Presentation on theme: "Protists Protists are single celled eukaryotes. A few forms are multi-cellular. Protists often have a very complicated internal structure: a single cell."— Presentation transcript:
Protists Protists are single celled eukaryotes. A few forms are multi-cellular. Protists often have a very complicated internal structure: a single cell must do all the functions that we have many different cell types to do. Protists can be divided into plant-like, fungus-like, and animal-like forms. This division probably has little to do with their evolutionary history.
Protist Phylogeny Protists are very diverse, and probably represent several different evolutionary lineages, more distinct from each other than plants, animals, and fungi are.
Fungus-like Protists Water molds and slime molds Like fungi, they are heterotrophs: they get food and energy from other organisms. Many are decomposers of dead organisms. Unlike fungi, the fungus-like protists produce motile (moving) cells during part of their like cycle. Also, these protists surround and engulf bacteria as food. Slime molds live as separate cells most of their lives, feeding on bacteria. When conditions get harsh, they aggregate into a multicellular slug, which migrates to a new location. The slug then forms a fruiting body that generates spores. The spores from the fruiting body are very hardy.
Slime Molds Slime molds can be rather large and colorful.
More Fungus-like Protists The water molds include some of the worst plant diseases. Phytphthora infestans causes rot in plants. In the 1840s, Phytophthora caused the potato blight in Ireland. The Irish were poor and overcrowded, and lived mostly on potatoes. The blight caused crop failures in several years, resulting in the deaths of of the population. Many Irish came to the US at that time.
Animal-like Protists The animal-like protists are classified according to how they move: amoeba-like, ciliated, or flagellated. Amoeba-like protists move by extending pseudopods, part of their cytoplasm, then pulling the rest of the cell along behind. The can surround and engulf their food this way. Some amoeba-like protists have hard shells. The foraminiferans are covered in calcium carbonatechalk, which we use on chalk boards.
Amoebas in Action
Ciliated Protists Cilia are small hairs surrounding the protists body. The cilia beat in a synchronized pattern to cause movement. Paramecium is a typical ciliate. It has a gullet to swallow food, and a contractile vacuole to get rid of excess water. Genetics: the DNA used for sexual reproduction is stored in the small micronucleus. A copy of this information is used to run the cell: the copy is kept in the much larger macronucleus.
Flagellates Flagellates have a small number of long flagella, long whiplike hairs that beats to propel the cell. Some nasty parasites are flagellates, including Giardia lamblia, which causes diarrhea and which is found in most of the surface waters of the US. Another is Trypanosoma brucei, which causes sleeping sickness in Africa. Also Trichmonas vaginalis, a sexually transmitted disease.
Sporozoans Sporozoans are animal-like protists that have part of their life cycle inside the cells of their hosts. The most important example is Plasmodium, the parasite that causes malaria. Malaria kills 1-2 million people each year. Mosquitoes are part of the life cycle. They suck blood from infected humans, ingesting the sporozoans. The sporozoans undergo sexual reproduction in the mosquitos gut. When the mosquito bites another person, the sporozoans infect the blood and liver of the host. The parasites multiply asexually inside the red blood cells, destroying them as they leave.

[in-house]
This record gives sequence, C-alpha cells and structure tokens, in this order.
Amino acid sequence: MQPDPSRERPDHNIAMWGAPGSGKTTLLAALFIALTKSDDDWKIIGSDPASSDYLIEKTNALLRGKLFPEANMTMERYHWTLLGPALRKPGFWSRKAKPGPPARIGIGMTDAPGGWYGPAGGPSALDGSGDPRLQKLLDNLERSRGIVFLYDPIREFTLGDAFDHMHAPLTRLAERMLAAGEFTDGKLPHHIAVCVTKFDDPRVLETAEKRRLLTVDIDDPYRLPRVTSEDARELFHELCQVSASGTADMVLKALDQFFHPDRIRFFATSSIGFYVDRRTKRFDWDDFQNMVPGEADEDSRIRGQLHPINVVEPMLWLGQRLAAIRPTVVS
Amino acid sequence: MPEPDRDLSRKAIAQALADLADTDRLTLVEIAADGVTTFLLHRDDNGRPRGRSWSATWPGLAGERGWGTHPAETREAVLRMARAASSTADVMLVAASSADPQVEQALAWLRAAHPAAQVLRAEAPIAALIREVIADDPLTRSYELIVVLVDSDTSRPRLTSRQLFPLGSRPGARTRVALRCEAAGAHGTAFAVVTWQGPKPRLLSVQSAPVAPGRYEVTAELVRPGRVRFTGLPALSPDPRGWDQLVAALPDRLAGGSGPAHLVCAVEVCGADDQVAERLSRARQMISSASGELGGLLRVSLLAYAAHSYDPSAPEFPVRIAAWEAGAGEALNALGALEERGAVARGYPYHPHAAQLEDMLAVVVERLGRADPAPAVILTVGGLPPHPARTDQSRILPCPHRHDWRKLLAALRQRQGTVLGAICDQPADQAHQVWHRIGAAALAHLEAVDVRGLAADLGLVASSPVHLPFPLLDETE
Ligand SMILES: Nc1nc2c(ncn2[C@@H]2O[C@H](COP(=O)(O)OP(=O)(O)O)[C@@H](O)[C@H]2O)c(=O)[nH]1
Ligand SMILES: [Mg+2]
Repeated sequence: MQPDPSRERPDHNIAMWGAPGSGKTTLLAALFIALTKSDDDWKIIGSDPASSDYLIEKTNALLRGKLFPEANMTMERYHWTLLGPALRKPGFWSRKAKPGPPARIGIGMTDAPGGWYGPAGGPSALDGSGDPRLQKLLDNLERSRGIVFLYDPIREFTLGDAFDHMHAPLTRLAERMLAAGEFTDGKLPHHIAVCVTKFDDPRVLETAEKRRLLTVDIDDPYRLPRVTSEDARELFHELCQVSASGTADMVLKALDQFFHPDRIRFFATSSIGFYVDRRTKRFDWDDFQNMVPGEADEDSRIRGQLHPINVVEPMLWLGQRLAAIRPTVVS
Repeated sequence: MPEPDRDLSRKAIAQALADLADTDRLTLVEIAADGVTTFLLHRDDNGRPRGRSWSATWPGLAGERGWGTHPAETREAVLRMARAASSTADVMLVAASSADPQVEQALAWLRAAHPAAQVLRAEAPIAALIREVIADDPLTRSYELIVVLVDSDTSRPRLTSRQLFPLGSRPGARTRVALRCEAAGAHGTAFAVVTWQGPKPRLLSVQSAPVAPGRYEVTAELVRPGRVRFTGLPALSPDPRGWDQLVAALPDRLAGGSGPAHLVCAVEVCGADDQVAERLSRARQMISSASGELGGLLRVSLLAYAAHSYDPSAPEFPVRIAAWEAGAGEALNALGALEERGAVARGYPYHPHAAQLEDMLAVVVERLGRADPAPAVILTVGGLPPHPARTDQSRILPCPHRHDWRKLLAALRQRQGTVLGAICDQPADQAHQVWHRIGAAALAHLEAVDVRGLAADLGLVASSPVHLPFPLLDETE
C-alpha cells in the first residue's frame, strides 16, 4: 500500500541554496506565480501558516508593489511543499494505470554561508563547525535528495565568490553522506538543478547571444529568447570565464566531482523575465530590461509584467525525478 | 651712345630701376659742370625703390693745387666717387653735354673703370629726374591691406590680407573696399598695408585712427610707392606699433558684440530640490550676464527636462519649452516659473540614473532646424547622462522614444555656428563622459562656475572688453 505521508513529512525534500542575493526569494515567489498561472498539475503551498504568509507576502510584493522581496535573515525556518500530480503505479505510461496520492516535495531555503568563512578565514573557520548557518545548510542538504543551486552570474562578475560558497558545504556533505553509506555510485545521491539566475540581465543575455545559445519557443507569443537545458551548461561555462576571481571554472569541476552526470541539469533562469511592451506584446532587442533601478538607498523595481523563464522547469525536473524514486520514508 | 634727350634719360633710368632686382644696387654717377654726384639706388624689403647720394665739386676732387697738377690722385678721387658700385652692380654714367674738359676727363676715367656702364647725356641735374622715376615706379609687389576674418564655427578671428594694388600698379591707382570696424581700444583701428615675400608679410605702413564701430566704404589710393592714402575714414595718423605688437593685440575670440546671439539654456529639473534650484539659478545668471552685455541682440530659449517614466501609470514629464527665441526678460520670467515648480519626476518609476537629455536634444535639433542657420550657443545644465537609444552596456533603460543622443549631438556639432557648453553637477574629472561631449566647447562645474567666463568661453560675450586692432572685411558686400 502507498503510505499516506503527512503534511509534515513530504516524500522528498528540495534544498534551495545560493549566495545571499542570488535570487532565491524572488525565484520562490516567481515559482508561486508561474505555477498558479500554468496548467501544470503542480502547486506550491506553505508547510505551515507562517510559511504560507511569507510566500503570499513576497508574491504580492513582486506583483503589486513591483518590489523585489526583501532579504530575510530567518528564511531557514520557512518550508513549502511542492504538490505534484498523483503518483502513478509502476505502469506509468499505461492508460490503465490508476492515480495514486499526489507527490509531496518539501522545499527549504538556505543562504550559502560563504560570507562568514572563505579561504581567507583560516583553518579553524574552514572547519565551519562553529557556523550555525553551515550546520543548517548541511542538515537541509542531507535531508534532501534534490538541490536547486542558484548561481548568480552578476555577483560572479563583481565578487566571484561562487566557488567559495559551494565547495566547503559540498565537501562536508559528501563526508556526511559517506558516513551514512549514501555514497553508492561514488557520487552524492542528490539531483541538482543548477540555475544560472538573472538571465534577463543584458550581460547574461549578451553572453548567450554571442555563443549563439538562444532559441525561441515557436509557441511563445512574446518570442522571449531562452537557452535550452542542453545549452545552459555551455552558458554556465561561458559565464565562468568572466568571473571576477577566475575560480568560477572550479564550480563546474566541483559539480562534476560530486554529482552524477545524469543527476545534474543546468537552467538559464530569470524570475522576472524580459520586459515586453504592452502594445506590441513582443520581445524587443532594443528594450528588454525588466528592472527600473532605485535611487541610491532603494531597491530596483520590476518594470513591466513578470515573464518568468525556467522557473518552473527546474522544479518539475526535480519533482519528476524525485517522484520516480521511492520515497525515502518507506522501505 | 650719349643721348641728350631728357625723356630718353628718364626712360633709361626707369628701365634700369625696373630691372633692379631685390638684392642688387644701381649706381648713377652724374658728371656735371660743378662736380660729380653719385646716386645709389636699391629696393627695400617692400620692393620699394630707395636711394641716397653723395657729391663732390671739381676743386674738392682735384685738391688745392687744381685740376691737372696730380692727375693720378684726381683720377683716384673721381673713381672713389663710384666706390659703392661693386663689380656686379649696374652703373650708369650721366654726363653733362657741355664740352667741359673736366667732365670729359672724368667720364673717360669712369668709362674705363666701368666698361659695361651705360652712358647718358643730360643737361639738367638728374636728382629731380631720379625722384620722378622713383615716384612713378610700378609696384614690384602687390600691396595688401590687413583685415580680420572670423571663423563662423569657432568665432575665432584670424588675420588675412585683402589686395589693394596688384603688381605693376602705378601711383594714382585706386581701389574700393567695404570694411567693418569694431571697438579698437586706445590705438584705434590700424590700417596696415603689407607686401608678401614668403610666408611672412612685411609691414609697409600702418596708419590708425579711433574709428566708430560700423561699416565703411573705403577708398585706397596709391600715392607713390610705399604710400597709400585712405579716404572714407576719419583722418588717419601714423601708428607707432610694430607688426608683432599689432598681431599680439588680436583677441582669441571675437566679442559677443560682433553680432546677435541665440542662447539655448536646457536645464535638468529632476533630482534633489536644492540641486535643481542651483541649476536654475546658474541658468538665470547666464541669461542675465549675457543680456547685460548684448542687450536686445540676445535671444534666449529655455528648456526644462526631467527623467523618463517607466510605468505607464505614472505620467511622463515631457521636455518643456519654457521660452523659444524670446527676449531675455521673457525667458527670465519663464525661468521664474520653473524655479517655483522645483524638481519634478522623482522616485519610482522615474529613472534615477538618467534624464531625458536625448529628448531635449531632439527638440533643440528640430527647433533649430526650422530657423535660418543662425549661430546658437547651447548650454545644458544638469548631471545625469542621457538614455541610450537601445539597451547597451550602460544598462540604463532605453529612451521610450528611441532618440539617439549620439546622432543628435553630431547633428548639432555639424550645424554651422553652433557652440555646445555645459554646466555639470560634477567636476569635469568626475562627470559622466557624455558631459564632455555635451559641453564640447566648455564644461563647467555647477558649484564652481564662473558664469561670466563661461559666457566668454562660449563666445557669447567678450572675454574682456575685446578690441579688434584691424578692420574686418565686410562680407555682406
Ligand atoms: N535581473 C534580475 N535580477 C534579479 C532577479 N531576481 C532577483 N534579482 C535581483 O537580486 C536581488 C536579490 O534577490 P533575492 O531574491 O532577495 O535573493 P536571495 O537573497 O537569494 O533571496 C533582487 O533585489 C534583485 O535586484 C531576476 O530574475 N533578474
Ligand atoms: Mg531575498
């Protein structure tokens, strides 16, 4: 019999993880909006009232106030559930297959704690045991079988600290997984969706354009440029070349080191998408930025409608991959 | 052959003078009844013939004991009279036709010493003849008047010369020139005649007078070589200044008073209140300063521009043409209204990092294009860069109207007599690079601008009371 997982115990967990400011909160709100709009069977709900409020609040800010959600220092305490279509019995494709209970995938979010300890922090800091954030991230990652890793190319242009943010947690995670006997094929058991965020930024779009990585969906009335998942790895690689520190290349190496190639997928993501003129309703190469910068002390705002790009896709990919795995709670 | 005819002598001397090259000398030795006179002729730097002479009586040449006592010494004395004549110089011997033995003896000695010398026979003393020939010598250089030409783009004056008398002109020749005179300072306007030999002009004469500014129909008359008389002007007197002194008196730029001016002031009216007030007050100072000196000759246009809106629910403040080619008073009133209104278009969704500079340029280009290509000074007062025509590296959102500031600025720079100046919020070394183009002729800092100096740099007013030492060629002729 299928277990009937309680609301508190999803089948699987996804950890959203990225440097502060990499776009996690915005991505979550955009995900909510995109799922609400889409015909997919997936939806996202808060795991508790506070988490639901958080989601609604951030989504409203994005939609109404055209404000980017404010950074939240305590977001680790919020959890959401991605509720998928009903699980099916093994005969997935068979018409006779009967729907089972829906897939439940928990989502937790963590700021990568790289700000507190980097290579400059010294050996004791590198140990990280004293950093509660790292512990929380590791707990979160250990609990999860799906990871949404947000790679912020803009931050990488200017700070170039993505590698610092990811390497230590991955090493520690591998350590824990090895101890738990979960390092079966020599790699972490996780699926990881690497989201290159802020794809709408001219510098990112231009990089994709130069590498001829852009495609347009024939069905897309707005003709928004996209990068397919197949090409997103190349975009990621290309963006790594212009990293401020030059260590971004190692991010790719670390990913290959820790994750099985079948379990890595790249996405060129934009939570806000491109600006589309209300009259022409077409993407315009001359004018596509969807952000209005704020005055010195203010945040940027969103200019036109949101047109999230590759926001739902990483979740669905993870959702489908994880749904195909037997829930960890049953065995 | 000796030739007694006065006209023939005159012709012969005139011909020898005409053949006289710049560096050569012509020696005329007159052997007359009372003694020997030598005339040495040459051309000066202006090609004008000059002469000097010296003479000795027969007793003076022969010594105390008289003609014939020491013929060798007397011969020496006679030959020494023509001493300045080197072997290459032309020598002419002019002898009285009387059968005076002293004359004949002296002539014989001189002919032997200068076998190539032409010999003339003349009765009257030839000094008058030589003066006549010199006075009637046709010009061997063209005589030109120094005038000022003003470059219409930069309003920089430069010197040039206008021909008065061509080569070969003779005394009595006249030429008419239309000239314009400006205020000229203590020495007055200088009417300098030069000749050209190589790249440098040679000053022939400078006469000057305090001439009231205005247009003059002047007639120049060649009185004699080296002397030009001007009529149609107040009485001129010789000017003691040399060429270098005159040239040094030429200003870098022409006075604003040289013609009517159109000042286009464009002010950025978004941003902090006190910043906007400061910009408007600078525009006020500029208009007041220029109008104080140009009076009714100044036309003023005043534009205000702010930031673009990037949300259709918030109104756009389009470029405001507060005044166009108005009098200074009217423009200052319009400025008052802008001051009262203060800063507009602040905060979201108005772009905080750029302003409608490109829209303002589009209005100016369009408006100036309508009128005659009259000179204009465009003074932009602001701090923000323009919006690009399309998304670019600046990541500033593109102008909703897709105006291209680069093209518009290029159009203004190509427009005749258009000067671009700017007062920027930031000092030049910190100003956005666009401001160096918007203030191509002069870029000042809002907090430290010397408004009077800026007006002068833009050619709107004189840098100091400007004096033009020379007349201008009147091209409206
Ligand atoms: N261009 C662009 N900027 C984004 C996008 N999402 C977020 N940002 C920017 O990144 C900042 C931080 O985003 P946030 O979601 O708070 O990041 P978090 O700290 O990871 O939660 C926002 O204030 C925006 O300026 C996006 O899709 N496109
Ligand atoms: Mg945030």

Algae The plant-like protists are called algae. Most are single-celled, but a few form large multicellular seaweed. The plant-like protists have chloroplasts. Some, like the Euglena, also have flagella for movement. Some, such as the diatoms, have calcium carbonate (chalk) or silica shells.
Algae Blooms Algae blooms are the sudden growth of a large population of single celled algae. They occur near the coastlines, with the algae feed on fertilizer runoff and sewage. Algae blooms deplete the oxygen in the water, killing fish and other organisms. Some of the algae also secrete toxins. Red tide and Pfiesteria are examples of this.
Multicellular Algae The multicellular algae are commonly called seaweed. They can be classified into red, brown, and green algae. All have chloroplasts, but the pigments in the chloroplasts vary, giving the different colors. Some, like kelp, are very large and contain several different types of cells and tissues to do specialized work. These include leaves for photosynthesis, gas-filled bladders for buoyancy, the root-like holdfast, and tubes to transport nutrients throughout the body. Algae contain the polysaccharide agar, which is tasteless and is used to thicken foods such as soft ice cream.
Green Algae The green algae are the ancestors of plants. The term plant implies living on the land or derived from plants living on the land. Green algae and plants have very similar chloroplasts. Green algae have some unicellular species (such as Chlamydomonas), some simple colonies (such as Volvox), and some relatively complex multicellular organisms (such as Acetabularia). Green algae are haploid most of their live cycle, with only a very short diploid phase.